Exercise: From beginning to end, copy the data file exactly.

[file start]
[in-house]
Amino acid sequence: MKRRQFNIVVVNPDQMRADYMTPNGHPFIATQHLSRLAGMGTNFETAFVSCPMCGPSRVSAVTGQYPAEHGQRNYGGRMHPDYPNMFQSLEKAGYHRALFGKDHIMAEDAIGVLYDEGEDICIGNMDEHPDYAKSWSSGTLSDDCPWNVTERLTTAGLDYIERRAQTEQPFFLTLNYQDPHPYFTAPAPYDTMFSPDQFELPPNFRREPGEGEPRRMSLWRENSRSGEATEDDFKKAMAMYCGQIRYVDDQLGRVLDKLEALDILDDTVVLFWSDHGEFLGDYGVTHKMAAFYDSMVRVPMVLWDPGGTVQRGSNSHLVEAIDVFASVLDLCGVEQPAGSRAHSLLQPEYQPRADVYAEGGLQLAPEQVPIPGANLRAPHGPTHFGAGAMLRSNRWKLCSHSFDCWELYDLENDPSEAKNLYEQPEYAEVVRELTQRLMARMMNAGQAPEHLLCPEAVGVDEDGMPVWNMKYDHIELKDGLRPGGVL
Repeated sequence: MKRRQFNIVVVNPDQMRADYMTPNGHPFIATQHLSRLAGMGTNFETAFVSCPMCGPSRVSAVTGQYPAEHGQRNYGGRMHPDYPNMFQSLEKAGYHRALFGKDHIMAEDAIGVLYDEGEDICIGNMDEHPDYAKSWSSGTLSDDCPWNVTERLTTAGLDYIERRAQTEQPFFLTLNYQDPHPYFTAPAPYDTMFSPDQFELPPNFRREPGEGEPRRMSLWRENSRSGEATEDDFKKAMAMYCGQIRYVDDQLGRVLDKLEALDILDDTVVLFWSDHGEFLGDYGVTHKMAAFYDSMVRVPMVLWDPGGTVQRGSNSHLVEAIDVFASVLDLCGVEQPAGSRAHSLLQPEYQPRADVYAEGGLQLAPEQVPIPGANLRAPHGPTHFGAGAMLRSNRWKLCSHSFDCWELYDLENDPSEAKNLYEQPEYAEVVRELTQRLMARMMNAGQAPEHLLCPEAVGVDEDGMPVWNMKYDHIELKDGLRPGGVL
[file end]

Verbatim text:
[in-house]
Amino acid sequence: MKRRQFNIVVVNPDQMRADYMTPNGHPFIATQHLSRLAGMGTNFETAFVSCPMCGPSRVSAVTGQYPAEHGQRNYGGRMHPDYPNMFQSLEKAGYHRALFGKDHIMAEDAIGVLYDEGEDICIGNMDEHPDYAKSWSSGTLSDDCPWNVTERLTTAGLDYIERRAQTEQPFFLTLNYQDPHPYFTAPAPYDTMFSPDQFELPPNFRREPGEGEPRRMSLWRENSRSGEATEDDFKKAMAMYCGQIRYVDDQLGRVLDKLEALDILDDTVVLFWSDHGEFLGDYGVTHKMAAFYDSMVRVPMVLWDPGGTVQRGSNSHLVEAIDVFASVLDLCGVEQPAGSRAHSLLQPEYQPRADVYAEGGLQLAPEQVPIPGANLRAPHGPTHFGAGAMLRSNRWKLCSHSFDCWELYDLENDPSEAKNLYEQPEYAEVVRELTQRLMARMMNAGQAPEHLLCPEAVGVDEDGMPVWNMKYDHIELKDGLRPGGVL
Repeated sequence: MKRRQFNIVVVNPDQMRADYMTPNGHPFIATQHLSRLAGMGTNFETAFVSCPMCGPSRVSAVTGQYPAEHGQRNYGGRMHPDYPNMFQSLEKAGYHRALFGKDHIMAEDAIGVLYDEGEDICIGNMDEHPDYAKSWSSGTLSDDCPWNVTERLTTAGLDYIERRAQTEQPFFLTLNYQDPHPYFTAPAPYDTMFSPDQFELPPNFRREPGEGEPRRMSLWRENSRSGEATEDDFKKAMAMYCGQIRYVDDQLGRVLDKLEALDILDDTVVLFWSDHGEFLGDYGVTHKMAAFYDSMVRVPMVLWDPGGTVQRGSNSHLVEAIDVFASVLDLCGVEQPAGSRAHSLLQPEYQPRADVYAEGGLQLAPEQVPIPGANLRAPHGPTHFGAGAMLRSNRWKLCSHSFDCWELYDLENDPSEAKNLYEQPEYAEVVRELTQRLMARMMNAGQAPEHLLCPEAVGVDEDGMPVWNMKYDHIELKDGLRPGGVL